5. Past Findings (cont) • A second FARS-based UDA study says: • Car/truck crash-maneuvers are not much different from car/car maneuvers • Only 4 of 94 pre-crash maneuvers were more likely in car/truck crashes • Following improperly • Driving while drowsy or fatigued • Improper lane changing • Driving with vision obscured by rain, snow, fog, or dust. • But these were found in only 5% of fatal car/truck crashes Highway Safety Information System (HSIS)

  6. Summary of Gaps • While cars are more “at fault” in fatal crashes, little data on non-fatal crashes • UDAs based on expert judgment need more crash-based validation • No study associating critical crash types or maneuvers with specific roadway characteristics (for treatment ID) Highway Safety Information System (HSIS)

  7. Databases Used • “Fault” analysis for total car/truck crashes • 1994-97 NC data, where a contributing factor was assigned in 97% of the cases (as opposed to 1/3 of cases in GES files) • UDA verification • 1999 GES data • Roadway characteristics • 1994-97 NC crash and roadway inventory data Highway Safety Information System (HSIS)

  8. Study Methods – “Fault” Analysis • “Fault” assigned to car or truck drivers if any contributing factor assigned by police • Analysis of car/truck cases with “fault” for • Non-truck only • Truck only • Both • Neither • Compare to earlier fatal-crash results Highway Safety Information System (HSIS)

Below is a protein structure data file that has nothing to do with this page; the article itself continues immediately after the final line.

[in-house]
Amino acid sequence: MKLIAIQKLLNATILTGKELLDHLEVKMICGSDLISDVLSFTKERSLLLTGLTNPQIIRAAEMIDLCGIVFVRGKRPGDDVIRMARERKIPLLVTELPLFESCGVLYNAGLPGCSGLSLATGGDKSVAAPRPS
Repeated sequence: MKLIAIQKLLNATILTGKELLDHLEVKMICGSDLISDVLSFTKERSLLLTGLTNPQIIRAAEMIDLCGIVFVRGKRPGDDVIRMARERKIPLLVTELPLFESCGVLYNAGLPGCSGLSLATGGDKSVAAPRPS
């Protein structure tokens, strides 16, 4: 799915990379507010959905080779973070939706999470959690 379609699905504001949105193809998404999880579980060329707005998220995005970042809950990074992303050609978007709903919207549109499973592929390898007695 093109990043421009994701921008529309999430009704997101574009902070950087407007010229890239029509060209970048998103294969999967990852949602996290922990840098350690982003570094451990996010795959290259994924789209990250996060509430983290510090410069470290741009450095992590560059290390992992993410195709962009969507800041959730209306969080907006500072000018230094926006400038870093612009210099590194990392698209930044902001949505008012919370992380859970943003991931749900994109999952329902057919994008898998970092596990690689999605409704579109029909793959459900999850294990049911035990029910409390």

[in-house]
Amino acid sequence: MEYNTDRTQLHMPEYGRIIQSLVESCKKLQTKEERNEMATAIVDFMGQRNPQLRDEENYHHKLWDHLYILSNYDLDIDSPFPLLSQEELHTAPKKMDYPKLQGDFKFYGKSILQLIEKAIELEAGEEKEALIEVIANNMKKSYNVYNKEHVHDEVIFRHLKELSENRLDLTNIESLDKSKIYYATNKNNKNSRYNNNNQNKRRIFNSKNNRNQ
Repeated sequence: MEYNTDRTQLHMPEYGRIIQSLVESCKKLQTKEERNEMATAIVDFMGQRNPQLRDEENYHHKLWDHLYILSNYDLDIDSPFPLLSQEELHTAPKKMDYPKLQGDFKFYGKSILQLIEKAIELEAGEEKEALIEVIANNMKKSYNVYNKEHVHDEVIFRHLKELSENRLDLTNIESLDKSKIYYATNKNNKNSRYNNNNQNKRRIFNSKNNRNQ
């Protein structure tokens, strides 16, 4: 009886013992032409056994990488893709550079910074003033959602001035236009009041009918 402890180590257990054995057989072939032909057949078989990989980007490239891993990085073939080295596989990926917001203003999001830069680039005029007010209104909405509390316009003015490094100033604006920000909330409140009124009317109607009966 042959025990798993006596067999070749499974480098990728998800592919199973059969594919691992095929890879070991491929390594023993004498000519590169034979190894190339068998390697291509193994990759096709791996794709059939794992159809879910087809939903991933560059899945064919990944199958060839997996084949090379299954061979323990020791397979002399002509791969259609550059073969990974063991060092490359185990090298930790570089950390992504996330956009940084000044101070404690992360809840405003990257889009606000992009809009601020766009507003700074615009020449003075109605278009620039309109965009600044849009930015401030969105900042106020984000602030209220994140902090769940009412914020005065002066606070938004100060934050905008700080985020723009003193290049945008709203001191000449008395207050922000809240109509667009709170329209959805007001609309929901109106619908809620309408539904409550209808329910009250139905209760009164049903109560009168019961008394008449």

9. Results – “Fault” Analysis • Overall, trucks more likely to be “contributing” than cars – 48% vs. 39% • Trucks more “at fault” in following crashes • Backing, rear-end crashes, right-turn (non-crossing), left-turn (non-crossing), sideswipe • Cars more “at fault” in • Head-on, angle, right-turn crossing • Differs from fatal-only findings somewhat Highway Safety Information System (HSIS)

  10. Study Methods – UDA Verification • Could match 13 of 26 UDAs from expert panel with subsets of GES crash data • Ranked separately on frequency and severity of crash • Compared combined rank to “Top 12” from expert panel Highway Safety Information System (HSIS)

  11. Results – UDA Analyses • Could only define GES crash subsets to “match” 13 of 26 UDAs (6 of “Top 12”) • Could not define #1 – “inattention” • For those matched, subsets were only small part of total car/truck crash problem • For three of “top 12” – 2% to 5% of problem • For other three of “top 12” – less than 1% of problem • Severity for these six was higher than for average car/truck crash. (Panel influenced more by severity?) Highway Safety Information System (HSIS)